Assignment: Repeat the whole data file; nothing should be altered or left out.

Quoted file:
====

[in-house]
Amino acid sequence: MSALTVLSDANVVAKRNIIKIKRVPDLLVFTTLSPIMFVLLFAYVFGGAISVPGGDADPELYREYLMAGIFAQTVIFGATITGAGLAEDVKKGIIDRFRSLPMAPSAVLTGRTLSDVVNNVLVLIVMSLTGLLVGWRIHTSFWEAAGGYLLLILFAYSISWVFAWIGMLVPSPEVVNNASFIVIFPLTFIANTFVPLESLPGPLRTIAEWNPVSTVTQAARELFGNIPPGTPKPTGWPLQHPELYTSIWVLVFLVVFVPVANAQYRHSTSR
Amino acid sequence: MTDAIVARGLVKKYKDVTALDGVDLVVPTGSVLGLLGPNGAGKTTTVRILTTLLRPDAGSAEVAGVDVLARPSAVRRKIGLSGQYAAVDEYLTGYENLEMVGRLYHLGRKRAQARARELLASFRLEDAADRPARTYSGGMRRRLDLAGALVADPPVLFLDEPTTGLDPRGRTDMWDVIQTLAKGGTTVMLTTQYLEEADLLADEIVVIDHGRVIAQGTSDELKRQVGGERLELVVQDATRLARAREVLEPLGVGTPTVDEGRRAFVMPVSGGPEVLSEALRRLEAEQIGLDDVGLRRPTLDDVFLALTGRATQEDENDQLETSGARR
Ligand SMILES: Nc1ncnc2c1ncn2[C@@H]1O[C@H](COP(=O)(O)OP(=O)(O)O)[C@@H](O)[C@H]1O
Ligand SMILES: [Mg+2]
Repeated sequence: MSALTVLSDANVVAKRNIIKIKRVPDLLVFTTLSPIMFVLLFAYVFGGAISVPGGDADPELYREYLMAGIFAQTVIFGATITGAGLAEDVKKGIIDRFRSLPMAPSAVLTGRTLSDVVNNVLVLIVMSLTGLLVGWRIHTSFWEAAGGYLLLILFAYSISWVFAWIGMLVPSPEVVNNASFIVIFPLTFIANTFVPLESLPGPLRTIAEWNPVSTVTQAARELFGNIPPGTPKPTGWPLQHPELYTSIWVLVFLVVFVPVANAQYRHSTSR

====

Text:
[in-house]
Amino acid sequence: MSALTVLSDANVVAKRNIIKIKRVPDLLVFTTLSPIMFVLLFAYVFGGAISVPGGDADPELYREYLMAGIFAQTVIFGATITGAGLAEDVKKGIIDRFRSLPMAPSAVLTGRTLSDVVNNVLVLIVMSLTGLLVGWRIHTSFWEAAGGYLLLILFAYSISWVFAWIGMLVPSPEVVNNASFIVIFPLTFIANTFVPLESLPGPLRTIAEWNPVSTVTQAARELFGNIPPGTPKPTGWPLQHPELYTSIWVLVFLVVFVPVANAQYRHSTSR
Amino acid sequence: MTDAIVARGLVKKYKDVTALDGVDLVVPTGSVLGLLGPNGAGKTTTVRILTTLLRPDAGSAEVAGVDVLARPSAVRRKIGLSGQYAAVDEYLTGYENLEMVGRLYHLGRKRAQARARELLASFRLEDAADRPARTYSGGMRRRLDLAGALVADPPVLFLDEPTTGLDPRGRTDMWDVIQTLAKGGTTVMLTTQYLEEADLLADEIVVIDHGRVIAQGTSDELKRQVGGERLELVVQDATRLARAREVLEPLGVGTPTVDEGRRAFVMPVSGGPEVLSEALRRLEAEQIGLDDVGLRRPTLDDVFLALTGRATQEDENDQLETSGARR
Ligand SMILES: Nc1ncnc2c1ncn2[C@@H]1O[C@H](COP(=O)(O)OP(=O)(O)O)[C@@H](O)[C@H]1O
Ligand SMILES: [Mg+2]
Repeated sequence: MSALTVLSDANVVAKRNIIKIKRVPDLLVFTTLSPIMFVLLFAYVFGGAISVPGGDADPELYREYLMAGIFAQTVIFGATITGAGLAEDVKKGIIDRFRSLPMAPSAVLTGRTLSDVVNNVLVLIVMSLTGLLVGWRIHTSFWEAAGGYLLLILFAYSISWVFAWIGMLVPSPEVVNNASFIVIFPLTFIANTFVPLESLPGPLRTIAEWNPVSTVTQAARELFGNIPPGTPKPTGWPLQHPELYTSIWVLVFLVVFVPVANAQYRHSTSR